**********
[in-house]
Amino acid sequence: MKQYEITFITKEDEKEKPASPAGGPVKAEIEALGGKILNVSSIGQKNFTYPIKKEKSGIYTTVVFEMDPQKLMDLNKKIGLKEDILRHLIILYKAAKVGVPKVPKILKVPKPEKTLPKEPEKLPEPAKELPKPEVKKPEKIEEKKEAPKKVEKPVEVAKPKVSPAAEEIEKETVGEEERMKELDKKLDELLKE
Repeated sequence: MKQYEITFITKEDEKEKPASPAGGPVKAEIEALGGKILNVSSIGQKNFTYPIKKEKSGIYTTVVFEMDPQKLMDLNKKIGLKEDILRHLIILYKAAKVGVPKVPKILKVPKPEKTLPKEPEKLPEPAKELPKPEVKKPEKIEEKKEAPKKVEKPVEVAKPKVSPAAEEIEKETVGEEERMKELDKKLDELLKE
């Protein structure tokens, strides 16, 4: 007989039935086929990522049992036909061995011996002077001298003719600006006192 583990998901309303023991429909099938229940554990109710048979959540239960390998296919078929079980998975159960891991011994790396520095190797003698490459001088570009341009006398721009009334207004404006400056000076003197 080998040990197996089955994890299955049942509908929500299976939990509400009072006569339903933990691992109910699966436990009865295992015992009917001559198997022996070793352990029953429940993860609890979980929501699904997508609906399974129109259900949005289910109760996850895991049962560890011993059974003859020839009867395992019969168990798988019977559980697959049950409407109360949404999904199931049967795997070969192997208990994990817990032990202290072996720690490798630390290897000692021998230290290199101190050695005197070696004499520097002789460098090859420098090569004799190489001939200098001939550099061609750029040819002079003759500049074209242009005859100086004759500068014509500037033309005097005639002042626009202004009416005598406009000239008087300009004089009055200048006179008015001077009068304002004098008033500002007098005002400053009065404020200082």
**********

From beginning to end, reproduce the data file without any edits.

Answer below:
[in-house]
Amino acid sequence: MKQYEITFITKEDEKEKPASPAGGPVKAEIEALGGKILNVSSIGQKNFTYPIKKEKSGIYTTVVFEMDPQKLMDLNKKIGLKEDILRHLIILYKAAKVGVPKVPKILKVPKPEKTLPKEPEKLPEPAKELPKPEVKKPEKIEEKKEAPKKVEKPVEVAKPKVSPAAEEIEKETVGEEERMKELDKKLDELLKE
Repeated sequence: MKQYEITFITKEDEKEKPASPAGGPVKAEIEALGGKILNVSSIGQKNFTYPIKKEKSGIYTTVVFEMDPQKLMDLNKKIGLKEDILRHLIILYKAAKVGVPKVPKILKVPKPEKTLPKEPEKLPEPAKELPKPEVKKPEKIEEKKEAPKKVEKPVEVAKPKVSPAAEEIEKETVGEEERMKELDKKLDELLKE
């Protein structure tokens, strides 16, 4: 007989039935086929990522049992036909061995011996002077001298003719600006006192 583990998901309303023991429909099938229940554990109710048979959540239960390998296919078929079980998975159960891991011994790396520095190797003698490459001088570009341009006398721009009334207004404006400056000076003197 080998040990197996089955994890299955049942509908929500299976939990509400009072006569339903933990691992109910699966436990009865295992015992009917001559198997022996070793352990029953429940993860609890979980929501699904997508609906399974129109259900949005289910109760996850895991049962560890011993059974003859020839009867395992019969168990798988019977559980697959049950409407109360949404999904199931049967795997070969192997208990994990817990032990202290072996720690490798630390290897000692021998230290290199101190050695005197070696004499520097002789460098090859420098090569004799190489001939200098001939550099061609750029040819002079003759500049074209242009005859100086004759500068014509500037033309005097005639002042626009202004009416005598406009000239008087300009004089009055200048006179008015001077009068304002004098008033500002007098005002400053009065404020200082």